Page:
Last week, the House Oversight and Government Reform Committee held a hearing about the Federal response to autism spectrum disorder (http://oversight.house.gov/hearing/examining-federal-response-autism-spectrum-disorders/ ).  The hearing largely focused on the current state of autism research and was triggered, in part, by a report released  by the Government Accountability Office (http://www.gao.gov/assets/660/659147.pdf ) last November.  This report showed that 84% of autism research programs were potentially duplicative of each other.  The debate over whether duplication is a good thing when it comes to research, and whether these projects are in fact duplicative of one another, was a lively one.

The hearing and report come at a time when Congress is beginning to focus on reauthorizing the “Combating Autism Act” (CAA) which first authorized the Interagency Autism Coordinating Committee (IACC).  The House recently introduced a bill to reauthorize the CAA (http://beta.congress.gov/113/bills/hr4631/BILLS-113hr4631ih.pdf  ) and the Senate is poised to introduce its own version.  While there are several points of contention in reauthorizing this bill (not the least of which is the tittle, which many find offensive to people with an autism spectrum disorder) most advocacy groups, including AOTA,  (http://c-c-d.org/fichiers/CCD-letter-for-CAA-reauthorization-April-2-2014.pdf ) do not want to see the programs authorized under this bill expire.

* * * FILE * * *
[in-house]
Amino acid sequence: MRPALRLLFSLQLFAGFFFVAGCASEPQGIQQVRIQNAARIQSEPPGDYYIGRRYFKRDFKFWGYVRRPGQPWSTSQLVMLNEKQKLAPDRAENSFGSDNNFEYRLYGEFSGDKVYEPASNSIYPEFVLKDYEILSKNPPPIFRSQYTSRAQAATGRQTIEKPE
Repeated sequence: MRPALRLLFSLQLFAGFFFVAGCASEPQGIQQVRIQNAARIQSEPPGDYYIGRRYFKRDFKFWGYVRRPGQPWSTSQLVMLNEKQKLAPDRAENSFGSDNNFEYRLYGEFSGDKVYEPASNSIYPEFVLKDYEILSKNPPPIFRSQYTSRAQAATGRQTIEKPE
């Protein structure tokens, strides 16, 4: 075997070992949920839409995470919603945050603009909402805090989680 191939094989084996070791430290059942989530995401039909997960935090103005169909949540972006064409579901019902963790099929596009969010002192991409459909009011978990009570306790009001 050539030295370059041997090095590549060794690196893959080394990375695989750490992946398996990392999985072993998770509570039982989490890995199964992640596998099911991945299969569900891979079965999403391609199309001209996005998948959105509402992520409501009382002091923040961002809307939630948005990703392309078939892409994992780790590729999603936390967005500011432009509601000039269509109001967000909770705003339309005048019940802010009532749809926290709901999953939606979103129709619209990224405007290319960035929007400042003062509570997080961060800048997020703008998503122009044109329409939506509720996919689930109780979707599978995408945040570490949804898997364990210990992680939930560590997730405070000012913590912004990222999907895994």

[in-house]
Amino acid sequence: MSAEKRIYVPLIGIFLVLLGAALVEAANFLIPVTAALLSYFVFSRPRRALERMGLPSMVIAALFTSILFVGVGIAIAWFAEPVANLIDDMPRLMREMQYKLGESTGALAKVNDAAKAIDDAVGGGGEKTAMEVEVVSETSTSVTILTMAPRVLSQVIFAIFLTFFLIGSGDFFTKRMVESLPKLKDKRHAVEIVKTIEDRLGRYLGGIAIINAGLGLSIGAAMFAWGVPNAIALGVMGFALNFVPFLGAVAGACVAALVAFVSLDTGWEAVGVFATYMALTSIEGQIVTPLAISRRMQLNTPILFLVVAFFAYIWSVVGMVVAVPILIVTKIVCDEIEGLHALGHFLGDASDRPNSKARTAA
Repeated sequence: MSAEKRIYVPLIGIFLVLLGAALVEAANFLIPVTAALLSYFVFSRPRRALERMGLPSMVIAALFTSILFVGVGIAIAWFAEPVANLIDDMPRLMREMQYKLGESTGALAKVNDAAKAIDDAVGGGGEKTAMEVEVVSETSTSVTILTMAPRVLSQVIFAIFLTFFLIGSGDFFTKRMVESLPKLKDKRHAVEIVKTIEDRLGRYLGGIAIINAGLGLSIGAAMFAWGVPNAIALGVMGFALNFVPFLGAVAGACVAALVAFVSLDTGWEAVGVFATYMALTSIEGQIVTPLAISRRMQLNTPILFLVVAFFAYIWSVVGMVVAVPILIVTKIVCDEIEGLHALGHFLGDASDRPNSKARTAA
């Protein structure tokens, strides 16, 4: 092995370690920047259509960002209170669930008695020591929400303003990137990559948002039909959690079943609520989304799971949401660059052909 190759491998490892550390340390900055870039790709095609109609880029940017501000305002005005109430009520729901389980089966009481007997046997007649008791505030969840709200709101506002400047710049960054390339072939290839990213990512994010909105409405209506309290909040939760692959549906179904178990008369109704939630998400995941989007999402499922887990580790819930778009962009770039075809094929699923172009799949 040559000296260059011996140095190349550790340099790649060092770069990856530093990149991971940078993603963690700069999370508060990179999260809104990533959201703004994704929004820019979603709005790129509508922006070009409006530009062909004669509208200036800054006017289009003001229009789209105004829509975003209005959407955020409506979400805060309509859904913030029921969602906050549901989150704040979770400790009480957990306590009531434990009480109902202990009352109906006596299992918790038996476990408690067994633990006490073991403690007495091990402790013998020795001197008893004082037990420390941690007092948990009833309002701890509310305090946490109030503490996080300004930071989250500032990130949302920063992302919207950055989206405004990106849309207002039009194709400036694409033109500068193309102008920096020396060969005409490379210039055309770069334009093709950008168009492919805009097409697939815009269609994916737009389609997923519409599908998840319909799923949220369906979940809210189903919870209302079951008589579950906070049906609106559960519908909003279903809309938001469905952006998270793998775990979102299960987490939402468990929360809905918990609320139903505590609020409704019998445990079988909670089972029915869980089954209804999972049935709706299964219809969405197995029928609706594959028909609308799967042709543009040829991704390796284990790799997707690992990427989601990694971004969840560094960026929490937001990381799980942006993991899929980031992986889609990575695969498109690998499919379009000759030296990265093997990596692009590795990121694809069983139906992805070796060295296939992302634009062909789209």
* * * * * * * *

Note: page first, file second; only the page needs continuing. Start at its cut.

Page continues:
- Heather Parsons